Point taken regarding the 5V. I'm going to change it to 6-7V on the RAW input. Reason being that I have the siren running on 6-15V and I don't want to add another regulator so by having 6-7V I can power both the Arduino and the siren... Hmm, but on second thought, that may consume more power since the RAW input port uses the Arduino internal regulator which I suspect probably consumes more power than just connecting to VCC... thoughts?

RF powered sensors for Arduino. As I understand it you mean a low power 12V RF receiver connected to the car battery that supplies the PIR sensor with power and once the PIR sensor registers motion, it starts the Arduino with the alarm circuit. Is that what you mean? Or, do you mean that I have the sensor running with its own battery and once it detects motion it sends signal to Arduino to start up?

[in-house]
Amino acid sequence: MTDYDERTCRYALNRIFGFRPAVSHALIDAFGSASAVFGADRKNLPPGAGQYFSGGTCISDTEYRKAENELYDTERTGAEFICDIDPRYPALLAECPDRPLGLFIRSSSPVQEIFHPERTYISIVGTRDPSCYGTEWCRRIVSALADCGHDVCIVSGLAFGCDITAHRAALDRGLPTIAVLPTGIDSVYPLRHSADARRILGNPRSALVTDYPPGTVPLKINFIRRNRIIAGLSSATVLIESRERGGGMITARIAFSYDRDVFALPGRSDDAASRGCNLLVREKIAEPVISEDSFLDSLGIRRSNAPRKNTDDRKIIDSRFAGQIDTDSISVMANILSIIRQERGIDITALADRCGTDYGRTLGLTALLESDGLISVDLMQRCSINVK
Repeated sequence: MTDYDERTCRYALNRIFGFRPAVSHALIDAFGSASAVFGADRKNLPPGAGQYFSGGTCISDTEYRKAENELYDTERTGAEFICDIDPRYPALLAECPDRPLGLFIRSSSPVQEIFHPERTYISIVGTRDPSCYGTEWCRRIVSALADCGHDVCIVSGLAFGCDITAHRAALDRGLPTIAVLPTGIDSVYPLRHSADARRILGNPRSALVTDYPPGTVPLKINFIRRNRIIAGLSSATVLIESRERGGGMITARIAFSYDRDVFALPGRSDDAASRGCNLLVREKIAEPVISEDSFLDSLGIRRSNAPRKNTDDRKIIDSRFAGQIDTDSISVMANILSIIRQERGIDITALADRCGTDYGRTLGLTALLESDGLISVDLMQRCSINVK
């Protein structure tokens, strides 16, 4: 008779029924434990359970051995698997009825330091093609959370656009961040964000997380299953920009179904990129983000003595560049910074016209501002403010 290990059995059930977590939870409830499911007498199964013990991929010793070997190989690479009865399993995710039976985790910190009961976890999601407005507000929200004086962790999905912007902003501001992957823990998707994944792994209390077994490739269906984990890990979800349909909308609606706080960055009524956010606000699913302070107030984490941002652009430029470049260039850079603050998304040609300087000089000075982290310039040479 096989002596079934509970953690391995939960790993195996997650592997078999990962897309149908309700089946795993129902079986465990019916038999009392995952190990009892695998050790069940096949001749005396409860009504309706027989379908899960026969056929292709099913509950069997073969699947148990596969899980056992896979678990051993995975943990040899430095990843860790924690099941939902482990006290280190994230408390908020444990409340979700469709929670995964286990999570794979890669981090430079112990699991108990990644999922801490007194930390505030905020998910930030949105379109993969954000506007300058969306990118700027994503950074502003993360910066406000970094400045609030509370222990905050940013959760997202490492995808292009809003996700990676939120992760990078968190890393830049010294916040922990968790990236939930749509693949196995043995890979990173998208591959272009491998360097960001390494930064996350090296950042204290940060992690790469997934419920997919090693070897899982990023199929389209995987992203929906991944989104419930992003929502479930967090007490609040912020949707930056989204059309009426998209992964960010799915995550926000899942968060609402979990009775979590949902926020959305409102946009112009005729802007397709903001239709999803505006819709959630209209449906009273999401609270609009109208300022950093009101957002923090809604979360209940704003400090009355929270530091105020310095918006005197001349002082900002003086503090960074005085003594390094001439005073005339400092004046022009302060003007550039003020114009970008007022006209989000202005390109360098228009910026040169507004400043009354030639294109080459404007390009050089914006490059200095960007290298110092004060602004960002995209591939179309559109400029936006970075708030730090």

I'll have to look in the the NO relay contact - that sounds like a good way of ensuring no power is consumed when the alarm is off, but ofcourse the most important thing is to ensure that the system uses as little power as possible while armed.

Anyway - Just a few minutes ago I finished the first "complete" version with regulator, RF communication (two Arduinos), siren, PIR and LED to signal an alarm. Works quite well and the signal from RF seems to be fairly stable although sometimes it takes a little while for the receiver to register the message sent by the transmitter - probably because I've added a 100ms delay in the receiver causing it not always to listen for messages when the transmitter sends it.

I need to optimize it as you say with regards to power consumption, but yes, probably the best way to go is to first finish off the overall design as much as possible and then think about power optimizations. I'm working on the few additions and then adding it on instructables.